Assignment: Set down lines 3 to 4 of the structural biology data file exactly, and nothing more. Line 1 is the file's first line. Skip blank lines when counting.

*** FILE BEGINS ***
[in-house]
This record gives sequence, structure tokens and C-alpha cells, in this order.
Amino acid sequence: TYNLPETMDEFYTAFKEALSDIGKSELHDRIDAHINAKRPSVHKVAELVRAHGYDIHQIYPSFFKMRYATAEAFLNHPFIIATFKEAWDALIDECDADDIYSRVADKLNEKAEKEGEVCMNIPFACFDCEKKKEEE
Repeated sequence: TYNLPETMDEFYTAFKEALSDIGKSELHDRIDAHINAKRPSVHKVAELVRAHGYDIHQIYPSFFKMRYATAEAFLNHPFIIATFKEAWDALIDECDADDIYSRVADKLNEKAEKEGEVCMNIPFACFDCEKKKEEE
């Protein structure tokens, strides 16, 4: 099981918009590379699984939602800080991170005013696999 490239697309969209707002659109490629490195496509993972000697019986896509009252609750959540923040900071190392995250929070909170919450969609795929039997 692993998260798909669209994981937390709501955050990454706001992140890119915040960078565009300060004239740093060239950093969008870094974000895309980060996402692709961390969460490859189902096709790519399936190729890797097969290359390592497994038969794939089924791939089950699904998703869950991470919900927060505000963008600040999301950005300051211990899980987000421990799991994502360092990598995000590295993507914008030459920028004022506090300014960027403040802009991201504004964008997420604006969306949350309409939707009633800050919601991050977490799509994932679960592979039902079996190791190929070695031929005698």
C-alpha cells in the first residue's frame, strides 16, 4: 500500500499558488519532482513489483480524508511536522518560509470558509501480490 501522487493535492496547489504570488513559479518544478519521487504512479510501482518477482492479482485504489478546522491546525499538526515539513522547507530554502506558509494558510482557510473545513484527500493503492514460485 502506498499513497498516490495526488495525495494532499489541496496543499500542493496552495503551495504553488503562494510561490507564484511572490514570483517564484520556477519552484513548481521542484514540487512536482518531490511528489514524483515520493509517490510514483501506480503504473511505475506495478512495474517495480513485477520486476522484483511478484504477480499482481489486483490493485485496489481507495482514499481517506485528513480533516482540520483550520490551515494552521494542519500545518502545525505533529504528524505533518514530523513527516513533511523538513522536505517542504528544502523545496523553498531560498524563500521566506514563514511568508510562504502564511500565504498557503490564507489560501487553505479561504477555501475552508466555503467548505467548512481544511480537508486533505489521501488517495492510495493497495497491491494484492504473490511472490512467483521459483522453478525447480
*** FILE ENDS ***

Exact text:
Amino acid sequence: TYNLPETMDEFYTAFKEALSDIGKSELHDRIDAHINAKRPSVHKVAELVRAHGYDIHQIYPSFFKMRYATAEAFLNHPFIIATFKEAWDALIDECDADDIYSRVADKLNEKAEKEGEVCMNIPFACFDCEKKKEEE
Repeated sequence: TYNLPETMDEFYTAFKEALSDIGKSELHDRIDAHINAKRPSVHKVAELVRAHGYDIHQIYPSFFKMRYATAEAFLNHPFIIATFKEAWDALIDECDADDIYSRVADKLNEKAEKEGEVCMNIPFACFDCEKKKEEE